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Navigating the System: How LGBTQI Youth Who Engage in Exchanging Sex Seek Support

Hanser, Raviva S.; Columbia University. Institute for the Study of Human Rights

Lesbian, gay, bisexual, trans, queer, and intersex (LGBTQI) youth straddle a fine line between childhood and adulthood that can make accessing support and exerting independence challenging and complex. Legal definitions based on age are fluid and are nether grounded in neuroscience nor consistently applied. For LGBTQI youth who engage in exchanging sex, navigating systems of support may be infinitely more complicated since ambiguities in the law create a framework in which youth engaged in exchanging sex may be designated both a victim and a criminal.

This influences the dominant narratives which situate LGBTQI young people who engage in exchanging sex between static and opposing narratives - vulnerable or at-risk youth in need of protection versus risky or deviant youth engaged in criminal behavior. These narratives lead to a structural incoherence emphasizing youth’s presumed deficits resulting in unintended barriers for the institutions who aim to support them.

Through exploratory qualitative research centered on learning from young people as experts in their own lives and experiences, this study highlights the resilient and strategic ways that LGBTQI youth navigate their environments and a complex web of support services. Data from this research suggest that in an environment where youth can be criminalized, service providers may be not be as effective at meeting the needs of this population whom they aim to serve. By approaching youth from a strength-based perspective, researchers and advocates alike can better support LGBTQI youth who engage in exchanging sex.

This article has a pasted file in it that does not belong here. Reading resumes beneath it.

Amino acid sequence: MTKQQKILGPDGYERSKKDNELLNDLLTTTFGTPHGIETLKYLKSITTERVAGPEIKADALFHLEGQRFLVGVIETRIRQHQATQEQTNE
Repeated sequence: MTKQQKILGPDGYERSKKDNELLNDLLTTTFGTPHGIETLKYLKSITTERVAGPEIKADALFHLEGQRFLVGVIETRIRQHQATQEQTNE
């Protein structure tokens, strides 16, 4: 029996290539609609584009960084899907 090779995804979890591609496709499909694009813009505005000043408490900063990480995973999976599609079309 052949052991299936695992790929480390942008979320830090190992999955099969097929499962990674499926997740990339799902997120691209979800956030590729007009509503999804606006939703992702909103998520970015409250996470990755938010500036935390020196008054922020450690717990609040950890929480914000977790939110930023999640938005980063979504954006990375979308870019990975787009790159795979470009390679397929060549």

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More About This Work

Thesis Advisors
Nettelfield, Lara J.
Degree
M.A., Columbia University
Published Here
November 2, 2018
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